listen, i think we do have -- legacy publication publications i think the times in some way sees himself with the president in a unique position. they were the first to go out there and call him out as a liar on page one. i think they have made a decision and seeing the excesses of this presidency, i'm not sure any e-i'm not going to mince my words, i don't disagree with them, i'm glad they showed, it didn't even the vulgarity, it's the attempt to assault us almost with -- that the scaramucci guy, the way he uses words to assault people, to debase them, just like trump, i'm glad that the
times showed america the face and let them hear the voice of this and god bless ryan lizza for what he did on this one. >> never a word mincer, thank you for being here. >> more on this in our nightly newsletter, all the biggest news every night. go to "reliable sources".com and the news will be in your inboxes tonight. and up next, when american policy is announced by the president in 140 characters.
transgender ban came as a surprise to those at the pentagon. its unclear how this will all be implemented. mark hurtling is a cnn analyst and he joins me now from orlando. what do we do in these situation as journalists, what is your view of a military expert when the president of the united states tweets something that involves the military or the pentagon and no one knows how it's going to be implemented, how do we approach a story like this? >> we all have to take a step back and say holy smokes. i saw it as an alert on my phone from the president. it was about 8:55 in the morning, and i was thinking the chairman has a problem this morning, he get this is twitter announcement, that's not how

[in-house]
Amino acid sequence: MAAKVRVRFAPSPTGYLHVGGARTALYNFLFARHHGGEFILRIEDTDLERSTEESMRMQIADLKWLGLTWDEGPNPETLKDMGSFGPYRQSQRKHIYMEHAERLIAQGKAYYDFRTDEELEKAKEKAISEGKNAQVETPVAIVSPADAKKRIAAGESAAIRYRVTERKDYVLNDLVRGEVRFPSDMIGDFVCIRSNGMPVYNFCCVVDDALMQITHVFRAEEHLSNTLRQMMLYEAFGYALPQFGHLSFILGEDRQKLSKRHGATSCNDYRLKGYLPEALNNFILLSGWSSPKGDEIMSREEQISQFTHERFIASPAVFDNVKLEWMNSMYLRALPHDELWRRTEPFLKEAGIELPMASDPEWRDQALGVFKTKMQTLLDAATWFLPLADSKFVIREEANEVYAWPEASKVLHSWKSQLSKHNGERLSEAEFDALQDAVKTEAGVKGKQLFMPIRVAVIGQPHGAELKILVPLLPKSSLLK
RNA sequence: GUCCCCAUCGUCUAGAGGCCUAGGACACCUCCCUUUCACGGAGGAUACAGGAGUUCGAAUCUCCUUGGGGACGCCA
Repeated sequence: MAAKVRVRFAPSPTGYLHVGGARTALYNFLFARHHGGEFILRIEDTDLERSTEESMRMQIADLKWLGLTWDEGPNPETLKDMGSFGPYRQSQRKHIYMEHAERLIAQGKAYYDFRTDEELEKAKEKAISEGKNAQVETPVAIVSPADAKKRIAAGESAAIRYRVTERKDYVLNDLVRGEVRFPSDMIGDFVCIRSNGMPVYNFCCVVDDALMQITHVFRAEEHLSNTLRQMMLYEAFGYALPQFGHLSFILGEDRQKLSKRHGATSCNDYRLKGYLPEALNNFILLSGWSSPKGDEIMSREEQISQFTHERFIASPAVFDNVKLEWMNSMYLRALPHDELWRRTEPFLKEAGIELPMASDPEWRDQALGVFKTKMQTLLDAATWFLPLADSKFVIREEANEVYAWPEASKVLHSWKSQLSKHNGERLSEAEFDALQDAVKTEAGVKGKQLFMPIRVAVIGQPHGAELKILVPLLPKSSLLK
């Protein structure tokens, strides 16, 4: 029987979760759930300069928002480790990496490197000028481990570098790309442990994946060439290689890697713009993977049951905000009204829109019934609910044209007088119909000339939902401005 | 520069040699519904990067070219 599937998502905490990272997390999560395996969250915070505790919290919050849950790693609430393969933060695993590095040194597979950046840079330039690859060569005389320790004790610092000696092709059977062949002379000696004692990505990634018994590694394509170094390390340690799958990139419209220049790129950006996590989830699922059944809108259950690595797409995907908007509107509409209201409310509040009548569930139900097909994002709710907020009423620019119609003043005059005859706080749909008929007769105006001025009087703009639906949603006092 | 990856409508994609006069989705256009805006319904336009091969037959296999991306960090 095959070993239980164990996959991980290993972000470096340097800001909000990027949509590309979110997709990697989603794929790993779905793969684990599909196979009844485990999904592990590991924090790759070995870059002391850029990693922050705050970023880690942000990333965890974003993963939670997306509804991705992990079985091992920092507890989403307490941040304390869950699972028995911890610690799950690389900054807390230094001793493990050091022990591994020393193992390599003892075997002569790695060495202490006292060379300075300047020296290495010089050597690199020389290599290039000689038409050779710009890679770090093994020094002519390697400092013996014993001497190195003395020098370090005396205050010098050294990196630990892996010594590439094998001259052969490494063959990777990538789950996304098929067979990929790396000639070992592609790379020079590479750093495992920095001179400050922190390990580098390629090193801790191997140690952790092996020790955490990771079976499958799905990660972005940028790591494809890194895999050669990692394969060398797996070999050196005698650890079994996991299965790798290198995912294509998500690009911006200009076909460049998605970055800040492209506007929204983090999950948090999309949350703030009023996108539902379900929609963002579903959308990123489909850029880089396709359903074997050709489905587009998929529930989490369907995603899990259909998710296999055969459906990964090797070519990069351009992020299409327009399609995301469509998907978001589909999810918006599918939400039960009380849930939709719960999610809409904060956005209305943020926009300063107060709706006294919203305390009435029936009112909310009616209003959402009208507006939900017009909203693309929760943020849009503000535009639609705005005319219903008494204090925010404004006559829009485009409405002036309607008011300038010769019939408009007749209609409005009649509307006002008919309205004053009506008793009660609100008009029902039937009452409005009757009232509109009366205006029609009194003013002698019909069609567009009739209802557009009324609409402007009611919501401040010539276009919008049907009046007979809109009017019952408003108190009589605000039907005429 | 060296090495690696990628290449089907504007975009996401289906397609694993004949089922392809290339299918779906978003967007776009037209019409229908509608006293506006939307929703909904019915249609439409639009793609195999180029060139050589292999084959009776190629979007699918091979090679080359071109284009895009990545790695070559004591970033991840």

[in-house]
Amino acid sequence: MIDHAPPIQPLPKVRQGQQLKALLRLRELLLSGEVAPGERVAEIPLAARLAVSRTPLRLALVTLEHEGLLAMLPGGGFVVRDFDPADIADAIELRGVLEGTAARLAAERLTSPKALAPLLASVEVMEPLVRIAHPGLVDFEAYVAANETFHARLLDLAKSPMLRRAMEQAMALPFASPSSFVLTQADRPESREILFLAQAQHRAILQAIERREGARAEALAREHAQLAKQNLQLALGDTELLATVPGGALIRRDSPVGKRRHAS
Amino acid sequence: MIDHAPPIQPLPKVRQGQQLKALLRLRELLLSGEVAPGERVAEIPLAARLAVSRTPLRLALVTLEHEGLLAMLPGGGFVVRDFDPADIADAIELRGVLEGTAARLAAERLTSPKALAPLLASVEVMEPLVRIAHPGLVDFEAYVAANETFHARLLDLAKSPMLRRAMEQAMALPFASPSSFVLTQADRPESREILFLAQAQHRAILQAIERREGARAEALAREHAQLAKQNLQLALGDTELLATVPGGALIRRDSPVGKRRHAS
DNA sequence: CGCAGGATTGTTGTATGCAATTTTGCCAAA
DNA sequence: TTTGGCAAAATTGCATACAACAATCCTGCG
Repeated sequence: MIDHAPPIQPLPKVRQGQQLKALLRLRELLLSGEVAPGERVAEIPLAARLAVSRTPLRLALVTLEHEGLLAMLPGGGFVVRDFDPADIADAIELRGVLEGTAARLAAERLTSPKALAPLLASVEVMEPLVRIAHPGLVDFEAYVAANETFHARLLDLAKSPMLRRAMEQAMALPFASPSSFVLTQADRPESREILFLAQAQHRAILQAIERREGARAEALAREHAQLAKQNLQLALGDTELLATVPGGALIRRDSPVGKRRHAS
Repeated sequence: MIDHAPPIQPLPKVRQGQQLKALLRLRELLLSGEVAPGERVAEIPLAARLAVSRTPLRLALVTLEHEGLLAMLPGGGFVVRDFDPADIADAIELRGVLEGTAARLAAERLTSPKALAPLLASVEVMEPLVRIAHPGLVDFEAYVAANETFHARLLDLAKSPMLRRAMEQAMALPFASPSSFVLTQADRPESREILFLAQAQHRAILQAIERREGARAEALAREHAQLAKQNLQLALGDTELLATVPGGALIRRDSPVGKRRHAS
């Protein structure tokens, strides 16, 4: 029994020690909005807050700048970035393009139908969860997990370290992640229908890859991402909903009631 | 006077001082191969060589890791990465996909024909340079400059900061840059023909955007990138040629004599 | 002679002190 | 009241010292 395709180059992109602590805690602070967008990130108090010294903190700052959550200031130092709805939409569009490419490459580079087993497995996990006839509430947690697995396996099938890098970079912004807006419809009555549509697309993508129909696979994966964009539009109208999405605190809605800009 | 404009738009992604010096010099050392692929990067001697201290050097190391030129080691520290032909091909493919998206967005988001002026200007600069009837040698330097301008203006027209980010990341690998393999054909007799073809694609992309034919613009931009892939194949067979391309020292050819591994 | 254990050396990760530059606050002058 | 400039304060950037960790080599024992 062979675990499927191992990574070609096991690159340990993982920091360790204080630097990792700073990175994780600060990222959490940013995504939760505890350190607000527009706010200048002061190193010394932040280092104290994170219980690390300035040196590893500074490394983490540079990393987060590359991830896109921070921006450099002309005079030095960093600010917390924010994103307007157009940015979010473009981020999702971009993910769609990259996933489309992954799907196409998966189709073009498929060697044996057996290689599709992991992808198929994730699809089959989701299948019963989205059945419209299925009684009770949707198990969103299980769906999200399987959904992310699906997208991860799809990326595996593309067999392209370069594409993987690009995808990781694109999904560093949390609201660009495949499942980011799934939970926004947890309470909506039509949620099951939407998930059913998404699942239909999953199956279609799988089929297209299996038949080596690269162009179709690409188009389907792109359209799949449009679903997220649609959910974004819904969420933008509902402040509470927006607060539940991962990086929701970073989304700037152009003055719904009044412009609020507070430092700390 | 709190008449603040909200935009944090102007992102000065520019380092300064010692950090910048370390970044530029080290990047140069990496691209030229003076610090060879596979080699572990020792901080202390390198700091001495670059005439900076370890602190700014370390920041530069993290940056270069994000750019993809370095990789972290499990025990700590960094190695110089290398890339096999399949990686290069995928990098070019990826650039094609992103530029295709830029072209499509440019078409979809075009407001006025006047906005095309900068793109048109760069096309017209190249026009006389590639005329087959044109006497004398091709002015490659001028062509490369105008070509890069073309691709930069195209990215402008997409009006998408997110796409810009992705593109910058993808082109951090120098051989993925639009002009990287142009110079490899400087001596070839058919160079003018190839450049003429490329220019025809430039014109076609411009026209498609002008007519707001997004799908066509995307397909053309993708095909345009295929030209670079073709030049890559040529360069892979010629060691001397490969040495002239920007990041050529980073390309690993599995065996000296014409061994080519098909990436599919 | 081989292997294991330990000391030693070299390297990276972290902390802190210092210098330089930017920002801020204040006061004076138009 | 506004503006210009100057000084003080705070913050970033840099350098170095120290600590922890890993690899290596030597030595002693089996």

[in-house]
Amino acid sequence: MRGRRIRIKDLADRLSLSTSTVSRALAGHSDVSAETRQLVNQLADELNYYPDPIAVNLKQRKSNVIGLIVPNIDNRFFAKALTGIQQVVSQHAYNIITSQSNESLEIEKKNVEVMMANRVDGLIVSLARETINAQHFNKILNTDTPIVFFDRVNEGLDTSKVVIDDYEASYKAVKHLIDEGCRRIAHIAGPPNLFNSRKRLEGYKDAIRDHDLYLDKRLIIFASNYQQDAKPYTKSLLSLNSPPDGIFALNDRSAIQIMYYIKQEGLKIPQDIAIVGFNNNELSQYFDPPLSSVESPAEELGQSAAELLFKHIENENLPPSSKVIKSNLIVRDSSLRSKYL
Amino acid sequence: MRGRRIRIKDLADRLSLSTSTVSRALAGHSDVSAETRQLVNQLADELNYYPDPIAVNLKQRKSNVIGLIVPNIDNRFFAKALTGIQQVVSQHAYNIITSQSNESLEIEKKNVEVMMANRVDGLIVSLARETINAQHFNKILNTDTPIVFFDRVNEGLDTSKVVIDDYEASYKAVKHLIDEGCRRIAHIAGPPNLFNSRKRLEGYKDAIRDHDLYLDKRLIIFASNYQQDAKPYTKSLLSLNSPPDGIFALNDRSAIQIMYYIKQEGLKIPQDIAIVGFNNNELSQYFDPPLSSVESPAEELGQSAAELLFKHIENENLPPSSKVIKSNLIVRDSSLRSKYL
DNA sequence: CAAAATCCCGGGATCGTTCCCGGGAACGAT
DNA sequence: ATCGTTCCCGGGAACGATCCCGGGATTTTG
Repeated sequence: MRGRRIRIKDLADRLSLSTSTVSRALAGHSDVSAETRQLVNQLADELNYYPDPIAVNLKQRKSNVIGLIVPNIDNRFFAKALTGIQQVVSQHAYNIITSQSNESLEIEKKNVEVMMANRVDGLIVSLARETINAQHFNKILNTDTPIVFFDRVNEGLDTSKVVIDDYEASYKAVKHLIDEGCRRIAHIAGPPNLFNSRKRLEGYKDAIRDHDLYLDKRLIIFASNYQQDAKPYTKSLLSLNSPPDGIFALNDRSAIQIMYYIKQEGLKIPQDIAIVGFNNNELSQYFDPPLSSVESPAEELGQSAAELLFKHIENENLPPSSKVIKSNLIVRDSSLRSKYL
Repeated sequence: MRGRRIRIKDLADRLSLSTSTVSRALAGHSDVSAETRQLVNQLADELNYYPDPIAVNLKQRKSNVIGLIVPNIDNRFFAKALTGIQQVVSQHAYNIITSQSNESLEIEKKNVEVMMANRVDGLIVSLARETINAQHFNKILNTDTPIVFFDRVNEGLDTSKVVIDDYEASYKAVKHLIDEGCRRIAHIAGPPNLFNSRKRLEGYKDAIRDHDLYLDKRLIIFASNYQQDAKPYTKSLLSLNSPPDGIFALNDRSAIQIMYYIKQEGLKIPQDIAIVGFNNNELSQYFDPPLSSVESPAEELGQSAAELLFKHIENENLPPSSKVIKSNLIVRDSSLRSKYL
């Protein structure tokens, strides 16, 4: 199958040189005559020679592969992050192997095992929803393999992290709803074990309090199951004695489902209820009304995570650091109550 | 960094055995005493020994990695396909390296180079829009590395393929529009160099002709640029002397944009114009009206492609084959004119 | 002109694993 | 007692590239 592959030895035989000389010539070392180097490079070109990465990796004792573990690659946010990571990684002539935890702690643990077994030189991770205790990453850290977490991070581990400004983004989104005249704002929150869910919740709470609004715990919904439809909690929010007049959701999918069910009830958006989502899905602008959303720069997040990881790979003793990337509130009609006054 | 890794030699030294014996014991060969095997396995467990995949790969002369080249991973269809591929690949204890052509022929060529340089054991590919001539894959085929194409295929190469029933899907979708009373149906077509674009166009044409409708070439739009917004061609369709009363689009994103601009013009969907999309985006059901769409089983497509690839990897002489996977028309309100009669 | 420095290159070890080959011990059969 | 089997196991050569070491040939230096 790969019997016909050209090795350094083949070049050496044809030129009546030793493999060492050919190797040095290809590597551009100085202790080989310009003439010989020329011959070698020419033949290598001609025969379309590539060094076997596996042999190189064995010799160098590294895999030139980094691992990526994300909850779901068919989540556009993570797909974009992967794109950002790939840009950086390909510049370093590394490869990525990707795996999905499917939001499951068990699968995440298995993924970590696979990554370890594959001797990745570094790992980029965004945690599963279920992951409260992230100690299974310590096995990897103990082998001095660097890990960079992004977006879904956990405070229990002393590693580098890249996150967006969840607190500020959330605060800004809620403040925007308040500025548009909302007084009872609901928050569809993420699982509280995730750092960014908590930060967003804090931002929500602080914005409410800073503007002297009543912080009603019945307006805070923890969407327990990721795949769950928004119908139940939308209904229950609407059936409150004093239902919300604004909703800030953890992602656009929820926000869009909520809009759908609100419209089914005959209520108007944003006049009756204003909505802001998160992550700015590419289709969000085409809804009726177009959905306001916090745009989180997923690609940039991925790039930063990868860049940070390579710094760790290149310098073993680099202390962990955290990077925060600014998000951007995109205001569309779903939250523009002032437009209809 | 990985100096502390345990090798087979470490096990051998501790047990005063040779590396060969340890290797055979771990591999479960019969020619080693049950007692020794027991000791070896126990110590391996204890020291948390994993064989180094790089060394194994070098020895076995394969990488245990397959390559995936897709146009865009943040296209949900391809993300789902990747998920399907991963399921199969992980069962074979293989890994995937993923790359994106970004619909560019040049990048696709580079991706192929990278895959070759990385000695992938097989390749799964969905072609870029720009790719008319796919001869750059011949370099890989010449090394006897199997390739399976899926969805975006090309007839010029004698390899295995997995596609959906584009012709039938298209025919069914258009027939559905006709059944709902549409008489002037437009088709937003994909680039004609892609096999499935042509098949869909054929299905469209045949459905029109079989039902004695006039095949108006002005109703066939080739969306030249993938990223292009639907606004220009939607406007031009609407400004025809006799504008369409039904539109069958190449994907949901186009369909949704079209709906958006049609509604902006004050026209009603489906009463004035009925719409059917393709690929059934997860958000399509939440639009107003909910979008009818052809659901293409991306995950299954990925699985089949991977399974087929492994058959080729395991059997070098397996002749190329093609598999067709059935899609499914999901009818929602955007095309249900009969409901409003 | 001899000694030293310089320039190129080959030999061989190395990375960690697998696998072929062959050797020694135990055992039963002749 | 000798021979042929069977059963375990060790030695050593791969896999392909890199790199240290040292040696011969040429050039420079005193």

things are normally done in the military. usually there's a whole lot of collaboration and coordination before major policy issues are decided. it didn't happen that way, his boss was on vacation, and so i'm sure the chairman pulled in his public affairs office very quickly and then called secretary mattis and said what do you know about this? it's not a very good way to start the day. it doesn't conform to the way the president does business. in ferms of the numbers of transgender soldiers, airmen and marines in the armed forces. >> there's been a lot of reporting. i love your twitter account, one of your tweets you said, as i have said many times we have not yet at a crisis under this